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Suicide Squad Review

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Machiavellian government agent Amanda Waller (Viola Davis) has a plan to deal with the sudden, Superman-heralded “metahuman” threat to the world: coerce the globe’s deadliest bad guys into an emergency super-team. And when Midway City becomes the ravaged heart of a plot to extinguish humanity, that’s exactly what she does, with expectedly unexpected results.

★★★★

If Marvel has the best superheroes, so the prevailing geek-logic goes, then DC has the coolest villains. So it’s only sensible they’re finally placed front, centre and in the firing line. Filling its entire super-team with previously unseen antagonists, Suicide Squad represents a Flash-speed sprint of a catch-up for the rapidly forming DC Cinematic Universe. And, on that front at least, it’s a real hoot.

It's a real hoot.

Deadshot, “the most wanted hitman in the world”, is delivered with heat-of-the-action poise and a generous side order of sass by Will Smith, who couldn’t look happier stepping back from his above-the-title dominance to join this motley ensemble and coolly put bullets in brains.

Then there’s Harley Quinn, the Jokerette, if you like; though “crazier than him, and more dangerous”, we’re warned. Margot Robbie, skipping daintily about in pants hotter than hell’s sauna, isn’t quite allowed to completely steal this show — but she certainly borrows it from time to time, and repays you with enough interest to make that mooted Harley stand-alone an enticement.

Plus, among others, we have the tinnie-swigging, stick-hurling Captain Boomerang, which finally sees Jai Courtney flexing his rough charisma on screen; and flame-moulding gang-banger Diablo, the team’s unlikely conscience in the impressively intense, tat-etched form of Jay Hernandez.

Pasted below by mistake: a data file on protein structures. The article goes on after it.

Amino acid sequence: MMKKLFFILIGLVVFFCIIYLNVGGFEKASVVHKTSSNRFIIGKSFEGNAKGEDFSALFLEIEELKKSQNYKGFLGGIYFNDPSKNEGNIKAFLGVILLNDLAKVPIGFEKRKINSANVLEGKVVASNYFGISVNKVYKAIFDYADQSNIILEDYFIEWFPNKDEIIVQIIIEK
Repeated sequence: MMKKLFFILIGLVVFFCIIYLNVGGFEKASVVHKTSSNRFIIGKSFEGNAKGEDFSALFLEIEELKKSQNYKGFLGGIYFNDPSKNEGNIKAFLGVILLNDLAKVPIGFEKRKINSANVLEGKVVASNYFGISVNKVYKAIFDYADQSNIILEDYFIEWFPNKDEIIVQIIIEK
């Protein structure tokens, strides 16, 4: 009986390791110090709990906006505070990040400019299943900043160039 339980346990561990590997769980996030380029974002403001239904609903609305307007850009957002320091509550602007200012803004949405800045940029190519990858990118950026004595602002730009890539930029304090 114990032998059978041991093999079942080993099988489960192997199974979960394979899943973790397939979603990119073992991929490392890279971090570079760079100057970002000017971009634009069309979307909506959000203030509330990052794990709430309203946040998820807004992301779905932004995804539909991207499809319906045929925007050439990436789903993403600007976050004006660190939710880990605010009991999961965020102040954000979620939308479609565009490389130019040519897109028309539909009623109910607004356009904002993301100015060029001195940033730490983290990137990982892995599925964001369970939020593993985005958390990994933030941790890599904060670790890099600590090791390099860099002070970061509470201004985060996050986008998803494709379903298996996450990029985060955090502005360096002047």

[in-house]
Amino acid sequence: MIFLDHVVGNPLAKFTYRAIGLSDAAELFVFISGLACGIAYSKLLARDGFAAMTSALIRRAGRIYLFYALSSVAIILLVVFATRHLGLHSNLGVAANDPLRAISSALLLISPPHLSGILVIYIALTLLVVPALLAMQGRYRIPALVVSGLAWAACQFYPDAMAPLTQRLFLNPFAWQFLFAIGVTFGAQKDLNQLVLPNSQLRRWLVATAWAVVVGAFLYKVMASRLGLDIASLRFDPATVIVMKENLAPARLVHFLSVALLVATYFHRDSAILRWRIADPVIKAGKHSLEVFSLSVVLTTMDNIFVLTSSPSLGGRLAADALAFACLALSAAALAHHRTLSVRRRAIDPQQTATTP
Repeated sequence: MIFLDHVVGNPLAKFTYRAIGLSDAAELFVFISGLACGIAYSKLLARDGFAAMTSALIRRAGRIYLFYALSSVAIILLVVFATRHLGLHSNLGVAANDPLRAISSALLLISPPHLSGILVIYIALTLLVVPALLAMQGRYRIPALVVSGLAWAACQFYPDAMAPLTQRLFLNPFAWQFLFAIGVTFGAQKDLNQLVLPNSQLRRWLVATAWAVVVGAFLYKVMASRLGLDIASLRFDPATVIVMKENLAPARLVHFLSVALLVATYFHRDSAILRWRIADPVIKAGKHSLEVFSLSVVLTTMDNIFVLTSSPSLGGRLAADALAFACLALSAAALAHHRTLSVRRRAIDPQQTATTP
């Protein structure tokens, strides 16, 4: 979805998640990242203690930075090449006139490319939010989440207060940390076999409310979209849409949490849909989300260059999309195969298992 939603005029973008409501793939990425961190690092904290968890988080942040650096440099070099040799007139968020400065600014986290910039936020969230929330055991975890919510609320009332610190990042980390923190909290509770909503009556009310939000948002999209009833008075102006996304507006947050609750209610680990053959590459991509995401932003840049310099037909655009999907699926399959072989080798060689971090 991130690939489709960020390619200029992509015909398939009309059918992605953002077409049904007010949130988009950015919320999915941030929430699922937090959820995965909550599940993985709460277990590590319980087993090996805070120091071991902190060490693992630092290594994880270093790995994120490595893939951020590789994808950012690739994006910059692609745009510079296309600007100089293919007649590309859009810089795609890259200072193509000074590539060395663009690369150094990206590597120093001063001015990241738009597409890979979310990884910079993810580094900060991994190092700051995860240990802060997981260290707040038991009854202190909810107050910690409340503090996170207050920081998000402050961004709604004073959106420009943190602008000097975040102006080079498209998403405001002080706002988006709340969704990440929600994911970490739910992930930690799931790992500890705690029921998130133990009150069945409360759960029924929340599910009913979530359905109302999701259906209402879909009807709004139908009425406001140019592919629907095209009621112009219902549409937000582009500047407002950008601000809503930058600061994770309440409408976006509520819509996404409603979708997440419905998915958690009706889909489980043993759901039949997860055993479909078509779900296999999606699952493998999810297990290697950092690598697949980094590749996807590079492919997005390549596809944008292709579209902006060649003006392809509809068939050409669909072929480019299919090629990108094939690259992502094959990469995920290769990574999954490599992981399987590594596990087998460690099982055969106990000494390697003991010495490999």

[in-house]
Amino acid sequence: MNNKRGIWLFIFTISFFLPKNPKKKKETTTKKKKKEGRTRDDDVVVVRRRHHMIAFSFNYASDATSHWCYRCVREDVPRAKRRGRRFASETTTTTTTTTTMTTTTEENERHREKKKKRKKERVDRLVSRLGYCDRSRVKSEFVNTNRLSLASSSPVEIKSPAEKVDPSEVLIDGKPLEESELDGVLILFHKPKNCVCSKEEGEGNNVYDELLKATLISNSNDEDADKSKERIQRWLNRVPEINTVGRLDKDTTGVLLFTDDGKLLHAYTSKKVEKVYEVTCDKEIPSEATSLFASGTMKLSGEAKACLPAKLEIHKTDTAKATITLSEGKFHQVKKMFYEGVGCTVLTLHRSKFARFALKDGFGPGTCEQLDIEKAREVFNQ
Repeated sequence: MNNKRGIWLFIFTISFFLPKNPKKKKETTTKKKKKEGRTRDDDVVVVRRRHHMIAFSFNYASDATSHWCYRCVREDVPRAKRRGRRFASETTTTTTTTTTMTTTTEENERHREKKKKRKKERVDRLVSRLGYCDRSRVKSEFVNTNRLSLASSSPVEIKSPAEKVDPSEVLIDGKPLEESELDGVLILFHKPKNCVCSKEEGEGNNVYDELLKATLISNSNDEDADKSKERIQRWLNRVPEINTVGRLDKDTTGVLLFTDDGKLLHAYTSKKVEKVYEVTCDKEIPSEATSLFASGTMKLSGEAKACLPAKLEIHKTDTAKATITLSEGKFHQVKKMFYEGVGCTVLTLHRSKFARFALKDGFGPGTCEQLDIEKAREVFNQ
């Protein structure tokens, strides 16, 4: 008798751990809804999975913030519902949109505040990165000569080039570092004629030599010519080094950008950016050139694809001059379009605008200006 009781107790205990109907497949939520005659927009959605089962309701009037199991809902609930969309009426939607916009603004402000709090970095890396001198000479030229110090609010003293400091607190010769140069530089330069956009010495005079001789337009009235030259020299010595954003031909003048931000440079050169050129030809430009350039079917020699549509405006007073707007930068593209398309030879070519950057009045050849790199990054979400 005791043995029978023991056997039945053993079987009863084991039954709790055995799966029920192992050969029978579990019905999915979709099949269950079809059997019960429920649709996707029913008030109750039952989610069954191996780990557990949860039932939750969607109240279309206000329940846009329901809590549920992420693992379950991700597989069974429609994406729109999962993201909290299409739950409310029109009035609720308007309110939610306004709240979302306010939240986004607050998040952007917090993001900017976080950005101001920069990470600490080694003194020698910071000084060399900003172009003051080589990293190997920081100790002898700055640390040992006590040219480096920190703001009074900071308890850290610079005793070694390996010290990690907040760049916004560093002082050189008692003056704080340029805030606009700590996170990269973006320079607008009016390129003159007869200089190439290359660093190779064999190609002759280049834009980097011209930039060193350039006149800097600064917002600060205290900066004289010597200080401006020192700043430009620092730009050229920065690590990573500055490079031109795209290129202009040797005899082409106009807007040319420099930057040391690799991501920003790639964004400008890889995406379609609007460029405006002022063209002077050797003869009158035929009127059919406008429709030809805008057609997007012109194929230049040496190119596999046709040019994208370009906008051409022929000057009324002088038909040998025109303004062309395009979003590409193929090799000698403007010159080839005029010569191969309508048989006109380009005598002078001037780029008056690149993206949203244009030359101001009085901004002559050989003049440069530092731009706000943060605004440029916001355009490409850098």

Margot Robbie isn’t quite allowed to completely steal this show — but she certainly borrows it from time to time.

It’s quite the roll call. And, despite the rich material, director David Ayer is a brave man to marshal this Dirty Half-ish-Dozen. Thinking he was making the “funny, smart-talking, cool little brother” to Batman v Superman, he found himself tasked with turning back the wave of negativity that smashed Zack Snyder’s Dawn Of Justice.

More used to spelunking in the man-caves of the testosteronic psyche with the likes of End Of Watch and 2014’s underrated war movie Fury, Ayer might seem an unlikely candidate to rescue a comic-book blockbuster series, but, like his unpredictable, mismatched characters, he pulls it off with gritty-flashy aplomb.

Well, for the most part. Whatever the truth behind the reasons for additional shooting (standard procedure, or last-minute Deadpool-style humour injection?) you can’t help but inhale the sweaty waft of 11th-hour scrambling in what proves to be a scrappy final edit. False starts, oddly placed flashbacks, clunky cameos (Ben Affleck’s Batman, Ezra Miller’s Flash) and a muddled chronology detract from the grungy, kooky DayGlo-splashed fun, and it takes a good 45 minutes (plus the mystifyingly late introduction of what turns out to be one complete non-event of a character) for the set-up to stop flapping and the action proper to kick in. Also, in striving to find a threat deadly enough to warrant asking bad guys to save the world, the film’s answer is less than satisfying. We get little more than just another posturing villain with vague plans for world domination via a big, swirling mass of CGI.

Still, at least elsewhere there’s a proper bad guy to chew on. Though only a wild card, occasionally capering in and out of the main plot, Jared Leto’s incarnation of the Joker is essential to its success. Where Heath Ledger’s version was scarred, shabby and countercultural, Leto’s has a smooth, blingy gangsta swagger; a modern take on the way the original comic-book creation riffed on ’30s mobsters. But it’s not his swish, purring style and elegant, slo-mo cackle that really hooks you, it’s something we’ve never seen before: the Joker in love. Here’s a fascinatingly jagged new angle (cinematically at least). It’s unsettling and compelling — almost enough to make you wish it were more than a subplot.

But there’s more to come, surely? Judging by what Ayer’s pulled off here, you can bet there will be.

Like Avengers Assemble forced through a Deadpool mangle, Suicide Squad gives new life to DC’s big-screen universe. So bad-to-the-bone it’s good.

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